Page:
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Preparing for Ice Off

By March 22, 2014 No Comments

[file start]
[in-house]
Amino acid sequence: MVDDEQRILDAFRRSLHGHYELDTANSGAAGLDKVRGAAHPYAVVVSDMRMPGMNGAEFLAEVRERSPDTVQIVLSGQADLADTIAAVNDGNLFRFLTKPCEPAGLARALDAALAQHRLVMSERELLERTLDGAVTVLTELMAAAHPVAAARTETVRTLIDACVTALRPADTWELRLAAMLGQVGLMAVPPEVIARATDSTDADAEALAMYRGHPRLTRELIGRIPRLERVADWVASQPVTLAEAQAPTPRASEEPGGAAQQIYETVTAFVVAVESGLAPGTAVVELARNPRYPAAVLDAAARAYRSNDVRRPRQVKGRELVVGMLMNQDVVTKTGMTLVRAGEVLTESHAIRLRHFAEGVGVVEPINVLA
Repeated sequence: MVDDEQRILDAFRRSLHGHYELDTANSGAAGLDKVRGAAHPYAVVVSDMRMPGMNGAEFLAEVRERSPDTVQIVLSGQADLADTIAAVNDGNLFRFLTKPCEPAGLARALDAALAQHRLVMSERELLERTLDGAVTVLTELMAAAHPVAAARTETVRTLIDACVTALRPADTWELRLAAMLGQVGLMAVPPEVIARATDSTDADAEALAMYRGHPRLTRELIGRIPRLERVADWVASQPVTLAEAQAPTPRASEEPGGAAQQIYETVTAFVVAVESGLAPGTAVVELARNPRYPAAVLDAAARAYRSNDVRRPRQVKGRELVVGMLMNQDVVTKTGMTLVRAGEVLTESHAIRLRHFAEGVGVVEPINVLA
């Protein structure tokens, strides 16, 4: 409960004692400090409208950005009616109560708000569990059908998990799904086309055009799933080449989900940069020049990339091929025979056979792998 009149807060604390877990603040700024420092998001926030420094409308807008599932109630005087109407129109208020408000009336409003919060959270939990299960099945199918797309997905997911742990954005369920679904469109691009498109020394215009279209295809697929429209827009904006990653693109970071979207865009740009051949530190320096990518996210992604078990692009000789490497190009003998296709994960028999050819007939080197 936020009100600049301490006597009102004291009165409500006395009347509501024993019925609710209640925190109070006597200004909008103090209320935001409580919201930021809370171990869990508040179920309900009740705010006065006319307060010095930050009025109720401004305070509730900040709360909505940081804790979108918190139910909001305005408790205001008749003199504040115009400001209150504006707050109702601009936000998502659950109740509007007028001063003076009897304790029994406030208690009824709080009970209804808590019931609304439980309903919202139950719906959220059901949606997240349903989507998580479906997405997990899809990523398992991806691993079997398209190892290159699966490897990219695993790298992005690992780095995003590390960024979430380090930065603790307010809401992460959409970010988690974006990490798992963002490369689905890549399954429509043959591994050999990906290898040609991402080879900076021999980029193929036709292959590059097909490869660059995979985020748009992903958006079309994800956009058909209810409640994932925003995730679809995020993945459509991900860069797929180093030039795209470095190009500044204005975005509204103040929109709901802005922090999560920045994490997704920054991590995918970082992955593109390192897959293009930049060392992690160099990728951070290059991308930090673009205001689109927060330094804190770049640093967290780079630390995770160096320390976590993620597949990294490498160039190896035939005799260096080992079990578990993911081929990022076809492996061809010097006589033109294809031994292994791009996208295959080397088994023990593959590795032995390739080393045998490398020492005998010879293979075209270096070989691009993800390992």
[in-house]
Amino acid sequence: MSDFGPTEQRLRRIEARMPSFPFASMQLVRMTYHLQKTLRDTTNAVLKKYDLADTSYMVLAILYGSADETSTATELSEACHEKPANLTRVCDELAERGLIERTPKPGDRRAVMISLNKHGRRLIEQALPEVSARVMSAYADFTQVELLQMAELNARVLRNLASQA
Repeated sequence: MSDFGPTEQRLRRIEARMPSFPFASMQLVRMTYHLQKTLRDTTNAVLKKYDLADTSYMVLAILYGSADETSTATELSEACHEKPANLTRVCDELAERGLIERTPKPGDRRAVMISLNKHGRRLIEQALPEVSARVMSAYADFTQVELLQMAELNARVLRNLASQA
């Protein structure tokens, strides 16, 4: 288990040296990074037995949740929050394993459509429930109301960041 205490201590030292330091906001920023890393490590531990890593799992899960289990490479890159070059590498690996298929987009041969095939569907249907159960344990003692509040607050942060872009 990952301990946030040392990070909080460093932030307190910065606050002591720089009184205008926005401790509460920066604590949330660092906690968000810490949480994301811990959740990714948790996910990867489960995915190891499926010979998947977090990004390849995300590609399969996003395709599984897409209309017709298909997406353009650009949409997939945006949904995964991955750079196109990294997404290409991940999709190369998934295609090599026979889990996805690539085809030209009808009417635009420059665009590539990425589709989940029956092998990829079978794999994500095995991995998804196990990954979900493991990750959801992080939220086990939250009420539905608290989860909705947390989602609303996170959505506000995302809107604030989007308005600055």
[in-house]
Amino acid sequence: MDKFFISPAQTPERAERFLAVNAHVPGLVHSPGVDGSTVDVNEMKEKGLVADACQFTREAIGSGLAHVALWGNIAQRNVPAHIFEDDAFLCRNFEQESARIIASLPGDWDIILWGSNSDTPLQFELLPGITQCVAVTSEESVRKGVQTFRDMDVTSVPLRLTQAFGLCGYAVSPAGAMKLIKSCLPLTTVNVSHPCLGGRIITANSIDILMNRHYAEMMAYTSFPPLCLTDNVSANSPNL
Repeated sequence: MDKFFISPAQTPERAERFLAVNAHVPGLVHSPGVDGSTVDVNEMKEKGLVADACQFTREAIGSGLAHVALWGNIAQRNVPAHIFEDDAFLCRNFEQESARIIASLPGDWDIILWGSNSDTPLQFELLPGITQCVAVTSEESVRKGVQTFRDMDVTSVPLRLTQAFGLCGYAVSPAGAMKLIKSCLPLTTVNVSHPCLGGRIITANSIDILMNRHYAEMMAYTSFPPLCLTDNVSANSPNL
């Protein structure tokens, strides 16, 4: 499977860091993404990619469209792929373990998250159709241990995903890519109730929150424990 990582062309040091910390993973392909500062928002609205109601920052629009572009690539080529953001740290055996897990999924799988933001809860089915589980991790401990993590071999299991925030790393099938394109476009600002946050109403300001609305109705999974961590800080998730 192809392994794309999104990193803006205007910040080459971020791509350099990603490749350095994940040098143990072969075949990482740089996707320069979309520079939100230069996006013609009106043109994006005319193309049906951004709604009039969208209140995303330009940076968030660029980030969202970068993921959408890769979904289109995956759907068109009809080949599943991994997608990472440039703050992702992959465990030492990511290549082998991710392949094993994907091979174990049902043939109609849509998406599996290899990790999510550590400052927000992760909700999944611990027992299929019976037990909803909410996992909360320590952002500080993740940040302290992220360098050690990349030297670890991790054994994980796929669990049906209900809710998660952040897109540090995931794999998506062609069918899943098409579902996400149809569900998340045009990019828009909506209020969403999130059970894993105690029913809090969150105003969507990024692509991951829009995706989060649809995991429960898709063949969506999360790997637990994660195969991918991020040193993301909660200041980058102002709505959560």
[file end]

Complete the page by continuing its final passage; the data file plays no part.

Ice Off Fly Fishing, So Cold, Yet So Hot! big-brown-trout,-Yellowstone-River,-Utah As it is easy to dream of balmy, wet-wading summer days that I associate with the incredible hatches and dry fly opportunities the west in renowned for, you cannot overlook the ice-off and early spring fishing opportunities of still waters, an appropriate segue into the stream fishing our area is known for. As the days grow longer and warmer and the ice recedes, the surface water undergoes an aeration process, growing rich in dissolved oxygen due to its exposure to the atmosphere and wind for the first time in months.  Simultaneously, this surface water warms and mixes with nutrient-rich subsurface water levels, in the turnover process that lakes can experience multiple times in a season. Why is this important to the fisherman?  While this topic may cause  drowsiness with some (reminiscent of high school biology lectures), knowledge of this process is another step towards a better understanding of the biological entities that make us better fishermen. The mixing of nutrients and oxygen after ice-off marks the beginning of of an elaborate, growth cycle of plants, insects, crustaceans and fish within the body of water.  This, along with the changing light and water temperatures are important to the growth of aquatic plants, the base of the food chain upon which insect, crustacean and baitfish populations are built. If you’re there at this time with the correct arsenal of flies, you can take advantage of this phenomenon of nature. Trout know that hatches are about to get going and crustaceans and baitfish will be active and available. Taking advantage of ice-off is a time honored tradition in fly fishing, the harbinger of spring and your first chance to land big spring trout.]]>

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